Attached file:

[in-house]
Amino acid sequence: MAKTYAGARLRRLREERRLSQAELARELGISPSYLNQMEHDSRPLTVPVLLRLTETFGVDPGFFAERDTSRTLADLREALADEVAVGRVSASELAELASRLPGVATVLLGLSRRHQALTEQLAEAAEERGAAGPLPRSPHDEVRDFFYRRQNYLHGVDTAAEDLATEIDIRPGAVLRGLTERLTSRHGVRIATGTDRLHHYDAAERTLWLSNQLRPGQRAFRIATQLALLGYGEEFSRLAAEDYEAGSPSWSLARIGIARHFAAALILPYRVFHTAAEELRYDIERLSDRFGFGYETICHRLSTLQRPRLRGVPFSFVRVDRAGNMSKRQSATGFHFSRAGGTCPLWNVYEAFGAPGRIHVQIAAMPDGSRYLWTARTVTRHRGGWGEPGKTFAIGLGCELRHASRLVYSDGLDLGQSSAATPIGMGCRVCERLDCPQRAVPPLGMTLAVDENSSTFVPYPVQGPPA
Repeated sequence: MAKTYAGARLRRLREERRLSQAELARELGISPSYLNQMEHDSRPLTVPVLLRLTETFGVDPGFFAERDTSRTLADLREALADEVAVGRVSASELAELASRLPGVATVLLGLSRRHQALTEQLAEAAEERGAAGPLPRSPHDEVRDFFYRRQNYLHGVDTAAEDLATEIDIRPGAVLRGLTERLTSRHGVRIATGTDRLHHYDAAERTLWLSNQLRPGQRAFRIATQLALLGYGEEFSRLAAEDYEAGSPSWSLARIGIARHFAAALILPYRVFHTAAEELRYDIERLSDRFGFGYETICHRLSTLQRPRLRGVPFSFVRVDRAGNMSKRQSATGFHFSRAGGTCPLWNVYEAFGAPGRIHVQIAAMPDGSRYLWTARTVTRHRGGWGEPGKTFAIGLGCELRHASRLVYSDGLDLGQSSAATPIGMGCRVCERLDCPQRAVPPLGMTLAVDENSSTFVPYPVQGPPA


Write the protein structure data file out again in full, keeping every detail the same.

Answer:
[in-house]
Amino acid sequence: MAKTYAGARLRRLREERRLSQAELARELGISPSYLNQMEHDSRPLTVPVLLRLTETFGVDPGFFAERDTSRTLADLREALADEVAVGRVSASELAELASRLPGVATVLLGLSRRHQALTEQLAEAAEERGAAGPLPRSPHDEVRDFFYRRQNYLHGVDTAAEDLATEIDIRPGAVLRGLTERLTSRHGVRIATGTDRLHHYDAAERTLWLSNQLRPGQRAFRIATQLALLGYGEEFSRLAAEDYEAGSPSWSLARIGIARHFAAALILPYRVFHTAAEELRYDIERLSDRFGFGYETICHRLSTLQRPRLRGVPFSFVRVDRAGNMSKRQSATGFHFSRAGGTCPLWNVYEAFGAPGRIHVQIAAMPDGSRYLWTARTVTRHRGGWGEPGKTFAIGLGCELRHASRLVYSDGLDLGQSSAATPIGMGCRVCERLDCPQRAVPPLGMTLAVDENSSTFVPYPVQGPPA
Repeated sequence: MAKTYAGARLRRLREERRLSQAELARELGISPSYLNQMEHDSRPLTVPVLLRLTETFGVDPGFFAERDTSRTLADLREALADEVAVGRVSASELAELASRLPGVATVLLGLSRRHQALTEQLAEAAEERGAAGPLPRSPHDEVRDFFYRRQNYLHGVDTAAEDLATEIDIRPGAVLRGLTERLTSRHGVRIATGTDRLHHYDAAERTLWLSNQLRPGQRAFRIATQLALLGYGEEFSRLAAEDYEAGSPSWSLARIGIARHFAAALILPYRVFHTAAEELRYDIERLSDRFGFGYETICHRLSTLQRPRLRGVPFSFVRVDRAGNMSKRQSATGFHFSRAGGTCPLWNVYEAFGAPGRIHVQIAAMPDGSRYLWTARTVTRHRGGWGEPGKTFAIGLGCELRHASRLVYSDGLDLGQSSAATPIGMGCRVCERLDCPQRAVPPLGMTLAVDENSSTFVPYPVQGPPA